Pope Francis’ encyclical is a shot at President Trump right before the election

LIFE SITE NEWS - Oct 7, 2020 -


October 7, 2020 (LifeSiteNews) – Even before Donald Trump became President, Pope Francis showed his willingness to engage in political interference in the US electoral process by commenting during the Presidential primaries that Trump was “not a Christian” because he was for building the border wall. Unbelievably, during that same in-flight press conference in 2016, the Pope was asked to comment on same-sex legislation going on in Italy, to which he replied, “The Pope doesn’t get mixed up in Italian politics… the pope is for everybody and he can’t insert himself in the specific internal politics of a country.”

This of course makes no sense. Good Catholics can come to different conclusions on immigration and the need to have adequate border security – including a wall – very much like the huge wall that surrounds the Pope’s own nation-state Vatican City. Good Catholics cannot however accept homosexual civil unions – as Church teaching has clearly stated, in reference to homosexual acts, “under no circumstances can they be approved.”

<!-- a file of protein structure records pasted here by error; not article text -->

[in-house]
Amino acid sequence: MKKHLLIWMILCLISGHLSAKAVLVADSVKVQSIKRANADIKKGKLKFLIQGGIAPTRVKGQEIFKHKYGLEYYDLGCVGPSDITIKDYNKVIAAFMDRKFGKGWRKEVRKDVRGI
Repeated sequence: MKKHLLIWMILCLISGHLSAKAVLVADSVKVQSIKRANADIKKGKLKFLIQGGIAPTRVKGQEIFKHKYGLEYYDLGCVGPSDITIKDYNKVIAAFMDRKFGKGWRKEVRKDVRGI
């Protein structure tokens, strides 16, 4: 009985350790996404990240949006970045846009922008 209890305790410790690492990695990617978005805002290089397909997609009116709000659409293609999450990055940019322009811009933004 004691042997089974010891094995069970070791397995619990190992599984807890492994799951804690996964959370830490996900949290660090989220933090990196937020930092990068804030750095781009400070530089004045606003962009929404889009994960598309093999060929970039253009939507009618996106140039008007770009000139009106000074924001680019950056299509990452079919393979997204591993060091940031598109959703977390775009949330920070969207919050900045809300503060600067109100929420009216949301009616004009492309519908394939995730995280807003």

The antagonism toward Trump from the Pope has continued ever since. The Pope has compared Trump to Herod, the border wall to the Berlin wall, and even publicly questioned Trump’s pro-life values.

The release of the Pope’s latest encyclical timed perfectly to affect the US Presidential election, is no exception.

Read with a political lens, it is painfully obvious that the Pope is pushing for Trump’s defeat, even going so far as to downplay the importance of abortion to Catholics in a manner threatening the Catholic faith itself.

I found it very interesting that the main paragraph that could be read as bashing President Trump, not by name -- but there is no way to miss the reference -- is the paragraph with the same number as Trump’s presidency. Trump is the 45th President of the USA and Fratelli Tutti paragraph 45 read this way:

Things that until a few years ago could not be said by anyone without risking the loss of universal respect can now be said with impunity, and in the crudest of terms, even by some political figures. Nor should we forget that there are huge economic interests operating in the digital world, capable of exercising forms of control as subtle as they are invasive, creating mechanisms for the manipulation of consciences and of the democratic process. The way many platforms work often ends up favouring encounter between persons who think alike, shielding them from debate. These closed circuits facilitate the spread of fake news and false information, fomenting prejudice and hate.



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